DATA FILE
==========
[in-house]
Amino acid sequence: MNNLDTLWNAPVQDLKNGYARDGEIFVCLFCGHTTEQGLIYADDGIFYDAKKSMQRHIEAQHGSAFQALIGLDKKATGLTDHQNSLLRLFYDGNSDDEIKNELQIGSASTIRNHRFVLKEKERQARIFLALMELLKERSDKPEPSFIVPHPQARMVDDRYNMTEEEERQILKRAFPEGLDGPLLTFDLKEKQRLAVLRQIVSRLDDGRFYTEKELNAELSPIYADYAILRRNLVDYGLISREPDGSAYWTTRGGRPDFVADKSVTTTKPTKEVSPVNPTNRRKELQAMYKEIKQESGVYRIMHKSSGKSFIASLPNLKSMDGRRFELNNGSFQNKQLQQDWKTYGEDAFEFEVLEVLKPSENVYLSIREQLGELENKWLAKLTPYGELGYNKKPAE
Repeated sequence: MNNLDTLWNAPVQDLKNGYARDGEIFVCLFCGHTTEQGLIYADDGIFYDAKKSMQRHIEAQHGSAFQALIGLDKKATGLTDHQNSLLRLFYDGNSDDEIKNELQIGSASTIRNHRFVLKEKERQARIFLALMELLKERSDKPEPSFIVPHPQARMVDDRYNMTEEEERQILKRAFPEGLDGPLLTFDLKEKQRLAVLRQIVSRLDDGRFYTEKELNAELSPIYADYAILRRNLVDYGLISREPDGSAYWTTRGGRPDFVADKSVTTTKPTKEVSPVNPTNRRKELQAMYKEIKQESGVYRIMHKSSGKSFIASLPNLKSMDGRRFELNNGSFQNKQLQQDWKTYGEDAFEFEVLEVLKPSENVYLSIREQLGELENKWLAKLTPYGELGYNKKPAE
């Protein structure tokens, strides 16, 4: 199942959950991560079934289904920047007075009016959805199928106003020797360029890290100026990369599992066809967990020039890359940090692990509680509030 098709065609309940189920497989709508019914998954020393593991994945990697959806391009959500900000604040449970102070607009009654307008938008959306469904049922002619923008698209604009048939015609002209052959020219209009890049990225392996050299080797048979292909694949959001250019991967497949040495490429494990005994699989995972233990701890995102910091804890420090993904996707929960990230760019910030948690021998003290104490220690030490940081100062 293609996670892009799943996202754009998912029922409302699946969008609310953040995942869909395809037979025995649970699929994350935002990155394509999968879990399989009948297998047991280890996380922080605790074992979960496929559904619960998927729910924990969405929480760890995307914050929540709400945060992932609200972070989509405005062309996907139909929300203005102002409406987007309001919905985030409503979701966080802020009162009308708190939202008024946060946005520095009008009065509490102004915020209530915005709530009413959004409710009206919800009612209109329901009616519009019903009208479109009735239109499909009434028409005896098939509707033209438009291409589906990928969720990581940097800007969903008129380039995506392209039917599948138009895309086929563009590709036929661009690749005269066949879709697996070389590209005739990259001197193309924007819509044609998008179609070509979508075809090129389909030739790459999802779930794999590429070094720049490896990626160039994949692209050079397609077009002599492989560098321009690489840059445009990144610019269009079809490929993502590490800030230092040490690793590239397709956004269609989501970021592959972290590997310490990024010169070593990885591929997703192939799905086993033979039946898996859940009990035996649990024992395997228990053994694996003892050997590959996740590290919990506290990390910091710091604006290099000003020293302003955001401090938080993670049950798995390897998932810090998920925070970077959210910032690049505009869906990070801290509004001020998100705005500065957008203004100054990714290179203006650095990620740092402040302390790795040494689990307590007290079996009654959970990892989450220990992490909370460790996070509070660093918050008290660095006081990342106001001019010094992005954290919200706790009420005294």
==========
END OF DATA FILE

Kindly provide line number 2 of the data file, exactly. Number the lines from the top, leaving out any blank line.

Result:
Amino acid sequence: MNNLDTLWNAPVQDLKNGYARDGEIFVCLFCGHTTEQGLIYADDGIFYDAKKSMQRHIEAQHGSAFQALIGLDKKATGLTDHQNSLLRLFYDGNSDDEIKNELQIGSASTIRNHRFVLKEKERQARIFLALMELLKERSDKPEPSFIVPHPQARMVDDRYNMTEEEERQILKRAFPEGLDGPLLTFDLKEKQRLAVLRQIVSRLDDGRFYTEKELNAELSPIYADYAILRRNLVDYGLISREPDGSAYWTTRGGRPDFVADKSVTTTKPTKEVSPVNPTNRRKELQAMYKEIKQESGVYRIMHKSSGKSFIASLPNLKSMDGRRFELNNGSFQNKQLQQDWKTYGEDAFEFEVLEVLKPSENVYLSIREQLGELENKWLAKLTPYGELGYNKKPAE